Win when you're spinning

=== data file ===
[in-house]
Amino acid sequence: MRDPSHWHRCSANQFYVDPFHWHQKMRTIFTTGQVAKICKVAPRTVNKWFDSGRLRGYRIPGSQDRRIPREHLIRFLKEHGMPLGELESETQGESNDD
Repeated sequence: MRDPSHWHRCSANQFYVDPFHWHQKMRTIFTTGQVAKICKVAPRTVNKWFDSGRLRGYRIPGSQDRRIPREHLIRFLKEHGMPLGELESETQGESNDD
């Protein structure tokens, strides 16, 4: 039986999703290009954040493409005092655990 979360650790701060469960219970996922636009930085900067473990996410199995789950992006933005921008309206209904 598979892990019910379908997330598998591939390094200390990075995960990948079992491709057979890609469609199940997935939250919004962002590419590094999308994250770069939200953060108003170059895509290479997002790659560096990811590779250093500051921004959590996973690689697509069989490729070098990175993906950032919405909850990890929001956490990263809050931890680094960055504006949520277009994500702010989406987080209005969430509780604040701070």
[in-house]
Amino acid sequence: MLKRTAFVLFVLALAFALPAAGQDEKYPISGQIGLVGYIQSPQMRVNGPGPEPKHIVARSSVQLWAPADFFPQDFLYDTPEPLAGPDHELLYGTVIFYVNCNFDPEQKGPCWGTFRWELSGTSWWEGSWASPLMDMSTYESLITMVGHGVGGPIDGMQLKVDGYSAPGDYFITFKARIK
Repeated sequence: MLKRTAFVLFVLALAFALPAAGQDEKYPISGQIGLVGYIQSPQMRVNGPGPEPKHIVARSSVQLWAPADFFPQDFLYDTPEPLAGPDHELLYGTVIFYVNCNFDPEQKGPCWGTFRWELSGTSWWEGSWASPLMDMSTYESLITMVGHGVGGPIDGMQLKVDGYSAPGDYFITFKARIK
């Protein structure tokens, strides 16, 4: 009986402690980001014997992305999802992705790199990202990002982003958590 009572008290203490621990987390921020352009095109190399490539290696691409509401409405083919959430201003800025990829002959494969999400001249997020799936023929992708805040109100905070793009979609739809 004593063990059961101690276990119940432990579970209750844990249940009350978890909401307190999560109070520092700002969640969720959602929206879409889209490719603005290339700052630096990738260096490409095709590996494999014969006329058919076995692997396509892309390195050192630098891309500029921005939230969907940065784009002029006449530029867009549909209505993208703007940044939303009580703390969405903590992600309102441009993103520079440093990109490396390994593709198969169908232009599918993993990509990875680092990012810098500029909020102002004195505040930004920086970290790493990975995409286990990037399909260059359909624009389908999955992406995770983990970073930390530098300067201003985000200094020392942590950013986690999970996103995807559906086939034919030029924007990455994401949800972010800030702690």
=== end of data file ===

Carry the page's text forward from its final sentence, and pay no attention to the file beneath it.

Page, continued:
<p>Danuta Kean</p><p>Amid the backslapping at the recent PR Week Awards, there was one bijou agency unknown to the 1,200 industry bigwigs present. But that agency's track record at getting its clients onto the front pages of newspapers would turn the others present green with envy. The agency was Colman Getty, whose expertise with the front-page splash and in managing some of the biggest names in the arts was rewarded that night with the PR Week Specialist Consultancy of the Year Award.</p><p>Colman Getty may be little known in the PR industry, but it has built up a formidable reputation in the book world and is now spreading its wings into the visual arts and profile management. Clients include some of the biggest names in public life, from J K Rowling to Nigella Lawson, from the Man Booker Prize to Nokia--for which it ran the fonotography, a promotion enlisting celebrities, including David Bailey, to take pictures with the new Nokia 7610 camera phone for an exhibition and charity auction. The exhibition was splashed across the broadsheets and launched the phone as a must-have accessory.</p><p>In the 17 years since Dotti Irving set up CG with three clients and the backing of five investors, it has grown to 24 employees managing an average of 45 to 50 accounts a year and a turnover of &#163;2m. Irving had been publicity director at Penguin but, following the birth of her daughter, felt it was time to go it alone. This was no downshift, fuelled by any desire to spend more time with her family. It was fuelled by ambition, the diminutive Scot explains. "I have quite an entrepreneurial business streak in me," she says.</p><p>A trusted brand</p><p>Even the name Colman Getty marked Irving's ambitions out from the rest. There is no Colman, and no Getty, unless you count the English mustard and the super-rich oil family, who Irving admits were her inspiration. The name was deliberately masculine--there was to be "nothing fluffy" about Irving's PR company. "'Colman' came from Colman's Mustard, which is a well-known English brand name that people trust. I chose Getty because it represents money and links across the ocean," she says. The name has led to some confusion. "We constantly get letters to Mr Colman Getty. Though strangest of all are the letters we get every year to Betty Colman. Where they get that name I have no idea."</p><p>CG was distinguishable from its competitors in other ways, notably Irving's determination not to say yes to all comers. "In-house book publicists tend to be overworked, and part of my vision was to make sure that we had time to do stuff properly. We don't take on everyone who comes to us." In general, CG publicists work on no more than four accounts at a time, compared to the eight to 12 titles on which in-house publicists typically work. Big accounts, such as the Man Booker Prize, have the complete attention of the publicist, with colleagues parachuted in to help closer to launch.</p><p>"We have been asked in the past to do quite a lot of novels and we have looked at them and thought there is nothing we can add to them," says Liz Sich, who joined CG as board director in 1997 from Random House, where she was publicity director. Sich believes it is vital to be honest with potential clients about projects. "A lot of the time publishers come to us when they should be spending the money on marketing rather than publicity because there really isn't an angle for publicity, and we will tell them that."</p><p>Hitting the headlines</p><p>Irving approached Sich in 1996 to work alongside her. "I had to woo her," Irving says. The two have a good working relationship. Where Irving has a pixie-like energy, Sich is quieter, though both have a well-developed sense of fun and a hands-on approach to the business. Sich's gift is to be able to think up sensational news stories that take the media by storm. "It isn't just about making a news story about a book being launched," Sich says. "Though we have done lots of those in our time. No, it's making our own headlines, which is something we do with World Book Day every year."</p><p>Last year's WBD story was the reading habits of accountants, cabbies and vicars. It gained acres of coverage. Irving interjects: "Liz is the mistress of the hard news story." The idea came from a brainstorming session, a key activity in the CG boardroom, which is a bright, airy space dominated by a matt black table and a wall of trophies.</p><p>These triumphs have expanded beyond book promotion over the years into award management, generic campaigns and profile management. The campaign for the Man Booker, managed by Sophie Rochester, goes beyond publicity, and involves managing the dinner, its educational projects and offshoots and administration of the prize. CG was also involved in finding a new sponsor when Booker dropped out. The 12-year relationship with the Booker has made it the first stop for other literary prizes, including the Samuel Johnson Prize.</p><p>Director of arts and publishing Mark Hutchinson oversees the newest strand of the business, profile management. As well as authors, clients include such artists as New York painter Jeffrey Kroll, whose giant canvasses have been exhibited at the Louvre. </p><p>The two directors admit CG's services do not come cheap--a big book campaign could cost &#163;8,000. With a glint in her eye, Irving comments wryly: "We never aimed to be the cheapest." But, as Sich points out, in the world of PR--where the services of an account manager are billed by the hour and can cost &#163;1,000 a day--it is reasonable. The sentiment is one with which those PR industry executives who gathered at the PR Week Awards would no doubt agree. Founded: 1987</p>